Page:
Please make a note on the submission flip itself that you believe
there is a RTM in this 'xxx' area. That will help me focus on the
area of the coin.
However, I can tell you that based on your photo, and seeing the Rockwell
Test being done at the West Point Mint (about 12 years ago), you should
save your submission/postage fees. It was being used on Silver Eagle planchets.
It is my understanding, and I am checking with another source for verification)
that the Rockwell Test is not performed on U.S. Dies.
Just to clarify...this is not my coin in the photo by the OP.
Also very interested to learn the answer to Rockwell Testing on dies...whether or not done by the Mint. Even if not done by the mint I am thinking a die slipping through with a test mark done by the supplier might still be a remote possibility (or does the Mint cut the rods in order to make the dies?)
I do know that the US Mint purchases the die steel in spheroidized annealed condition with certified capability hardness to a min Rockwell-C.
Wed 6/19/2019 2:27 PM
Dear Mr. Apple,
Thank you for your question concerning the quality of United States Mint dies.
Yes, the United States Mint performs hardness testing on production dies. We use the Rockwell-C hardness scale.
We appreciate your interest and hope this information is helpful.
United States Mint
From: Pete Apple <xxxxxxxx.com>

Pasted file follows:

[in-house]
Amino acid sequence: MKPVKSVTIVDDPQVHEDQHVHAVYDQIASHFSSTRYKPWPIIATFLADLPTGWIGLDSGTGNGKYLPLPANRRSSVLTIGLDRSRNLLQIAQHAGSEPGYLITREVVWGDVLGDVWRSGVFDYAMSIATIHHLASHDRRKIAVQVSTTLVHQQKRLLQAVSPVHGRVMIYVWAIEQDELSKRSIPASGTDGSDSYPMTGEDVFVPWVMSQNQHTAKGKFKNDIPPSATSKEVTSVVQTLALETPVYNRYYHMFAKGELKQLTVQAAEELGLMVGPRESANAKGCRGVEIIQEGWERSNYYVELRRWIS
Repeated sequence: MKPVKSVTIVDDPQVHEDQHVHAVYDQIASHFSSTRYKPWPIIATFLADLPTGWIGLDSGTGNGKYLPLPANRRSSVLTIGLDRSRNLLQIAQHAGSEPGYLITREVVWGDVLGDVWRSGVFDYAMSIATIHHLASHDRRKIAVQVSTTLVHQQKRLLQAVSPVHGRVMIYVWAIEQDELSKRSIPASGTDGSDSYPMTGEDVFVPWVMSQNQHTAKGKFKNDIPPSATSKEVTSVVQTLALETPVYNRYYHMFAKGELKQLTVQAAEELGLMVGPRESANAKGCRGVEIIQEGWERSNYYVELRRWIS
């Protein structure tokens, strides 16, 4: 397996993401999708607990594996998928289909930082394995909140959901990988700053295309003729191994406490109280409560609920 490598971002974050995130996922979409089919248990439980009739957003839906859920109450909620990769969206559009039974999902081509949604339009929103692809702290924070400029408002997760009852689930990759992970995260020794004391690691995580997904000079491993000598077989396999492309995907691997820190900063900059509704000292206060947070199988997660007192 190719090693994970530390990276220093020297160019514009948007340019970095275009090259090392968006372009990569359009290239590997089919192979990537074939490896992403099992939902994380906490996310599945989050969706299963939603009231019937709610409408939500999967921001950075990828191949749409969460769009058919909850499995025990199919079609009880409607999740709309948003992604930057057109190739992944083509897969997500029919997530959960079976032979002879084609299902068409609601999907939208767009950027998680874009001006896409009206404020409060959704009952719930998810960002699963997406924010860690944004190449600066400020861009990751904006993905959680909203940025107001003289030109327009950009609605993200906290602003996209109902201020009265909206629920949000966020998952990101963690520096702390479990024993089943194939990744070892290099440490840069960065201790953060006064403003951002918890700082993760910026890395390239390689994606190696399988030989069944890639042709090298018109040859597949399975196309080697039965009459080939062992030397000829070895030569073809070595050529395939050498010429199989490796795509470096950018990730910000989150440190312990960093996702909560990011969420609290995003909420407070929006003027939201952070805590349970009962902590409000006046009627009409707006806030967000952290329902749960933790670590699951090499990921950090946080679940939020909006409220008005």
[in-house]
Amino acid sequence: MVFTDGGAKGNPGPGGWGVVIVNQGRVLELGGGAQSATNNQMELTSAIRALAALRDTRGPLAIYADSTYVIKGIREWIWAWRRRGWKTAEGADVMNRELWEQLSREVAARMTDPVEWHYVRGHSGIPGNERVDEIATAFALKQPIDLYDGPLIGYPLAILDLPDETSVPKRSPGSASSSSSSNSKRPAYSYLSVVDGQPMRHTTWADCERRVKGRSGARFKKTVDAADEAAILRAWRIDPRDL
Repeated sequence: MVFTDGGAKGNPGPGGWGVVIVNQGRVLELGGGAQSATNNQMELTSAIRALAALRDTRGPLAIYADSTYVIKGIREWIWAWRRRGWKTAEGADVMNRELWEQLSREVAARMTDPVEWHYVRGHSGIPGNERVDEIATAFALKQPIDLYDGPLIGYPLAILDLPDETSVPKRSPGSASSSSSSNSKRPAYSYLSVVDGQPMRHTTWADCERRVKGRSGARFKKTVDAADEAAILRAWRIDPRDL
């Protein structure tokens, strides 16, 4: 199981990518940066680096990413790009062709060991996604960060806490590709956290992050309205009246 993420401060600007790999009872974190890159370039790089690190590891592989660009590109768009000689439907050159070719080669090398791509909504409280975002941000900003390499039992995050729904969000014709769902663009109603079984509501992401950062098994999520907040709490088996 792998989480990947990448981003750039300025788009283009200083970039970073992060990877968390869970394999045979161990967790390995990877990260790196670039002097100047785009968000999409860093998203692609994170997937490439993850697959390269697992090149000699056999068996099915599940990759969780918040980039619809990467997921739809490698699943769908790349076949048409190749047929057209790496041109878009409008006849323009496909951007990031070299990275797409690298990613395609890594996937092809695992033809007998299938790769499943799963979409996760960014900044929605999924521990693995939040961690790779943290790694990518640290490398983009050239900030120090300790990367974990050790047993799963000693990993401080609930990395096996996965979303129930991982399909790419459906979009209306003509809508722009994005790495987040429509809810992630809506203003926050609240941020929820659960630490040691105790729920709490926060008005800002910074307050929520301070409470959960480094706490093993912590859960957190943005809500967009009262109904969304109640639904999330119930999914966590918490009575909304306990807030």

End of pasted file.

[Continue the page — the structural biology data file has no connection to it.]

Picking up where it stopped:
Sent: Wednesday, June 19, 2019 10:29 AM
To: Inquiries <Inquiries@usmint.treas.gov>
Subject: Quality of dies question
Can you tell me if the US Mint does Rockwell Hardness Testing on selected dies before they begin production. If so can you tell me which Rockwell Scales are used? I know that Alloy 52100 for small diameter coins and L6 for quarter on up is used.
Thanks for your help,
same way as the Rockwell Test for planchets?
I'm not a techie, so I don't know what Rockwell-C means exactly.
Rockwell B Scale: Preliminary Force = 98.07N (10 kgf) Total Force = 980.7N (100kgf)
Rockwell 15T Scale Preliminary Force = 29.42N (3 kgf) Total Force = 147.1N (15kgf)
Another type of Rockwell Test Mark which may be found on Lincoln cents is a raised bump. If there is an indentation on a die caused by a Rockwell Test, then it would be transferred to the coin as a bump during the strike. I think it is important to understand what appearance we might expect this bump to take.
Steel for dies is supplied to the U S Mint by Latrobe Specialty Steel Company, a Division of Carpenter Technology. The steel alloys are Alloy 52100 for small diameter coins and Alloy L6 for quarter on up. They are sold in the spheroidized annealed condition to a maximum Rockwell C hardness and certified capability hardness to a minimum Rockwell C hardness level. Everything is in Rockwell C scale. This hardness range is approximately 33 to 58 Rockwell C hardness.
Alloy 52100 is a deep hardening steel alloy used for aircraft bearings and other high stressed parts where good rolling contact fatigue strength is required at temperatures below 400⁰F. Its typical composition is 1.05% C, 0.35% Mn, 0.30% Sn, 1.50% Cr, and the balance Fe. (Latrobe, 52100)
Alloy L6 is a versatile oil-hardening tool steel that is characterized by good toughness and is suitable for tools, dies and machine parts. Its relatively high nickel content gives it greater impact toughness. Its typical composition is 0.70 C, 0.60 Mn, 0.25 Si, 0.70 Cr, 1.40 Ni, and the balance Fe. (Latrobe, L6)
The level of hardness of these steel alloys requires testing with the Rockwell C Scale. The requirements for using this scale with this level of hardness necessitate the use of a spheroconical diamond tipped indenter. This means that the resulting indentation will have a different conformation than the hemispherical shape.